Solve problems such as ambiguous surface structure (problem previously stated)
136. What were the limitations of the Transformation Grammar approach?

Two things...
1. Heavy syntactic focus

2. Never dealt satisfactory with meaning
137. What is the purpose of syntax for the listener?

Helps with two things...
1. Help figure out meaning

2. Minimize the processing demands of comprehension
138. How is the syntax related to the speaker?
It's related to the speakers' mental effort, the information processing involved in producing the sentence
139. How do we plan the syntax we will use in speech?

Two examples...
1. Phrases that contain more accessible info tend to occur earlier in the sentence

2. Shift heavy NPs to the end of sentences and insert material bwt the subject and NP
140. What does recent research show about the planning process and flexibility of syntax?

Two points...
1. Syntax is flexible

2. Planning process is interactive
141. What does this interactive planning process and flexibility of syntax mean in terms of sentence production and utterance?
We begin utterances when the first part of the sentence has been planned by before the syntax and semantics of the final portion has been worked out or selected
142. What two categories fall under semantics?
1. Morphemes

2. Case grammar
143. What are four morpheme distinctions?
1. Inflectional morphology
2. Derivational morphology
3. Bound morphemes
4. Unbound morphemes
144. What is inflectional morphology?
Morphological change that preserves the meaning of the base morpheme

-Tense change or pluralization are examples
(run -> ran; dog -> dogs)
145. What is derivational morphology?
-Changes the meaning of the base form of the morpheme

-Example: beauty -> beautiful
146. What are bound morphemes?
Morphemes that have to be attached to another morpheme for meaning

-Examples: "s", "ing", "ed"
147. What are unbound morphemes?
Morphemes that can stand alone and still have meaning

-Example: "dog"
148. Why was case grammar developed?
It was developed as a psycholinguistic alternative to the heavily syntactic approaches in linguistics
149. According to case grammar, what does sentence processing involve?
Sentence processing involves a semantic parsing in which we focus on the semantic roles played by the content words in the sentences
150. What are the semantic roles called?
Semantic cases or case roles
151. What does semantic parsing rely upon?

Two things...
semantic knowledge


lexical knowledge
152. How do we build a conceptual structure, understanding of the sentence?
We use syntax of the sentence and a set of correspondence rules
153. What do the correspondence rules do?
They translate from syntactic roles (e.g. noun, verb) into semantic roles (e.g. agent, patient)
154. What do each lexical entry in this system include?

Two things...
1. Meaning of word

2. For a verb there is also a list of arguments or semantic cases that go along with it
157. In short what happens when we perceive words in according to these lexical-semantic grammars?

Three things...
1. Look concepts up in lexicon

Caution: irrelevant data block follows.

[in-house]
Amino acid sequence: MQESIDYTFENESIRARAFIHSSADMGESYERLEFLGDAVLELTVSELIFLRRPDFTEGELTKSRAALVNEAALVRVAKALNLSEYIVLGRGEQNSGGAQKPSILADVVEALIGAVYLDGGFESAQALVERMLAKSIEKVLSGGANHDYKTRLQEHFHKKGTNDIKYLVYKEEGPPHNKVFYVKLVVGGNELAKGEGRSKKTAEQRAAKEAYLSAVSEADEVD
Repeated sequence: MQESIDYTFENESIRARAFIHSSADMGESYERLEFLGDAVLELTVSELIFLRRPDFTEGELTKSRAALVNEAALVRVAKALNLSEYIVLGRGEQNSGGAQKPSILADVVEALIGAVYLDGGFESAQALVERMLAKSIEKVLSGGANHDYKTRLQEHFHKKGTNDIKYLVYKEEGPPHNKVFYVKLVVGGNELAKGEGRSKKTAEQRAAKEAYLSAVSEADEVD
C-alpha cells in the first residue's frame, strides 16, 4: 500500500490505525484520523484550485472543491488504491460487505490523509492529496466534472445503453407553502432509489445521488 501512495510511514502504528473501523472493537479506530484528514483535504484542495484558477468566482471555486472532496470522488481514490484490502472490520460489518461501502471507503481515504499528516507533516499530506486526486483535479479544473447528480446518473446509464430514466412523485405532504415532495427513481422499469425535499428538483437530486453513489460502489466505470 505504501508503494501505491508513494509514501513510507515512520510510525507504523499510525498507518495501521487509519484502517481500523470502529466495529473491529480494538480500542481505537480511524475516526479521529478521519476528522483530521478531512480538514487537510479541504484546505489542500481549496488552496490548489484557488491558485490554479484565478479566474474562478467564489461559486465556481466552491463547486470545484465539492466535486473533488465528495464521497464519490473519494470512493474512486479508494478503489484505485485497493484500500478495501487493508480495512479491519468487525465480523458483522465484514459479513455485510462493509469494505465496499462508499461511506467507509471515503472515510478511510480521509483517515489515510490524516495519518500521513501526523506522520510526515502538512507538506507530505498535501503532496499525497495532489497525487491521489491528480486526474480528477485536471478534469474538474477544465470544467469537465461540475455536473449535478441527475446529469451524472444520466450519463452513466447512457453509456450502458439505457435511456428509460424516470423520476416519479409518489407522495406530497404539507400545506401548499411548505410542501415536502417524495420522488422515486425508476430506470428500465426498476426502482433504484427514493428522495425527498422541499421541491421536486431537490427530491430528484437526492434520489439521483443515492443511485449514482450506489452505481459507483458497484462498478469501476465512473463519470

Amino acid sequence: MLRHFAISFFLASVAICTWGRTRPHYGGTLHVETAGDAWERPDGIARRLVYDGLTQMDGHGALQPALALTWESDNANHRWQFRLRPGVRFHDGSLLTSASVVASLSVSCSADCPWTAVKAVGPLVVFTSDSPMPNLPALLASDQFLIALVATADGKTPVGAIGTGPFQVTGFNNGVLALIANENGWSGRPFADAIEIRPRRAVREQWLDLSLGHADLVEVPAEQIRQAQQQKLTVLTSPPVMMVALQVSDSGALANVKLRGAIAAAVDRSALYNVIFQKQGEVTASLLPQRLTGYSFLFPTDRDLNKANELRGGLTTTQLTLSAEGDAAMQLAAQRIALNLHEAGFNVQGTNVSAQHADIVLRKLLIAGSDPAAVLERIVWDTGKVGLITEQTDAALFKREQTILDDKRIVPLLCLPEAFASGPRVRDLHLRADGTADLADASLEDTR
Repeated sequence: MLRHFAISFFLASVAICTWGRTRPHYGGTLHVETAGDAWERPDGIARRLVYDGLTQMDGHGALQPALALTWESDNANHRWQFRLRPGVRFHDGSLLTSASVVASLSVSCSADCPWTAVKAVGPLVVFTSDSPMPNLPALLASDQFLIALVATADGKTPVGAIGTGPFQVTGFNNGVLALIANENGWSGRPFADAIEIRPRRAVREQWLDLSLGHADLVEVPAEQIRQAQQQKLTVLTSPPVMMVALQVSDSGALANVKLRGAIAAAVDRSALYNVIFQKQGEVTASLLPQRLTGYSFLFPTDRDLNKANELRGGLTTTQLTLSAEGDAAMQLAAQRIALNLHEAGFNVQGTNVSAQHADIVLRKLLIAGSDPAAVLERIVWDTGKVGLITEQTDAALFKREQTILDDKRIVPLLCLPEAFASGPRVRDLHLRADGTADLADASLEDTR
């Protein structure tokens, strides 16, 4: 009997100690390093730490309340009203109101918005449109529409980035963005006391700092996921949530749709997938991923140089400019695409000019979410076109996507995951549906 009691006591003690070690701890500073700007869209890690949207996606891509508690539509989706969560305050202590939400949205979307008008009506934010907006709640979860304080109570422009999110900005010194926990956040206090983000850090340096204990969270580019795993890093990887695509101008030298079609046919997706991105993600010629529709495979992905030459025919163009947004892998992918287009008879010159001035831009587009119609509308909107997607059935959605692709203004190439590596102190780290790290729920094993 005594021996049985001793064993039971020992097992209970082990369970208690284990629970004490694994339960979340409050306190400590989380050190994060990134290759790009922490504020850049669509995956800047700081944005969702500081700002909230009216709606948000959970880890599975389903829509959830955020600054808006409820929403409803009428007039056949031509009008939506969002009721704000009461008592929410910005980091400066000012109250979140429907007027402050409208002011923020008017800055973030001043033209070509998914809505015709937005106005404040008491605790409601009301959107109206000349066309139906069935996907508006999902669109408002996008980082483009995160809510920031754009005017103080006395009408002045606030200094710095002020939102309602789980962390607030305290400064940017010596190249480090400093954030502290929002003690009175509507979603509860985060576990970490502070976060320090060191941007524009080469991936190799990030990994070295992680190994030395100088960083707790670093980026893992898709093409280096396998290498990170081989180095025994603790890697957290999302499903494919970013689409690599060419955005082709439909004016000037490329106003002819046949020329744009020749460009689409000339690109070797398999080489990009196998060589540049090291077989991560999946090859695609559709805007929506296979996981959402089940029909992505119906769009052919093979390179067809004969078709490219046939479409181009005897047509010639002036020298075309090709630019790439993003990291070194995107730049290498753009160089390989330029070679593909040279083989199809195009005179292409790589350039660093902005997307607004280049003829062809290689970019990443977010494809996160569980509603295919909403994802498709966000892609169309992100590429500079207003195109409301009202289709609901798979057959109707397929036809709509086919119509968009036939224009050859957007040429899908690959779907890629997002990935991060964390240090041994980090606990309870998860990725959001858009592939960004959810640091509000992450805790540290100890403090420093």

2. Access word's meaning
3. Also access word's syntactic and semantic case roles along with any case restrictions
158. What causes semantic characteristics to occasionally overpower the syntax of the sentence?
Top-down processing

-We comprehend what we expect to see or hear not what is actually said or seen
159. What two notions does the psycholinguistic approach to lexical and semantic factors rely on?
1. Conceptually driven processing

2. Mental representations (propositions)
160. Case grammar, propositions, and comprehension require listeners to do what three things?
1. Retrieve basic word meaning from mental lexicon and conceptual info from semantic memory

2. Assign words to various case roles

3. Relate propositional structures to one another within sentences as well as across
161. What causes aphasia?
Physical injury to the brain
162. What are symptoms of Broca's aphasia?

Two symptoms
1. Speech that is hesitant and effortful

2. Speech that is phonemically distorted
163. What do patients with Broca's aphasia not show trouble with?
Less impairment of comprehension for both spoken and written language
164. Where is the site of damage for Broca's aphasia?
Site of brain damage is area toward the rear of the left frontal lobe (Broca's area)
165. What is another name for Broca's aphasia? Why?
-Agrammatic aphasia

-Because patients lack grammatical form but have normal semantic comprehension
166. What is characteristic of people with Wernicke's aphasia?
Can generate speech fluently and grammatically, but the semantic aspects of the speech are severely impaired
167. Where is the site of damage for Wernicke's aphasia?
Left-hemisphere region is damaged (Wernicke's area)
168. What can people with conduction aphasia do? What is their impairment?
-They can understand and produce speech well

-They are unable to repeat what they have just heard
169. Where is the site of damage for conduction aphasia?
Primary pathway between Broca's and Wernicke's area is damaged (arcuate fasciculus)
170. What are other types of aphasia?

Three types...
1. Alexia (Dyslexia)
2. Agraphia (unable to write)
3. Pure word deafness (cannot comprehend spoken word)
171. What do all of these aphasia disorders give evidence of?
They give evidence of the separability of several aspects of language performance
172. What did Reichle, Carpenter, and Just use fMRI to look at?
They looked at brain activity while subjects verified sentence-picture stimuli (e.g "star is above plus")
173. What brain regions were active when subjects were asked to use verbal strategy to make their decision in Reichle's expt?
Brain regions associated with language processing (esp Broca's area)
174. What brain regions were active when subjects were instructed to use a visual strategy in Reichle's expt?
Regions in th parietal lobe were active (the same regions active when visual-spatial reasoning tasks are given)
175. What did Reichle find out about high-verbal subjects?
Their language area activity was somewhat lower
176. What did Reichle find out about subject with high visual-spatial abilities?
Their visual area activity was somewhat lower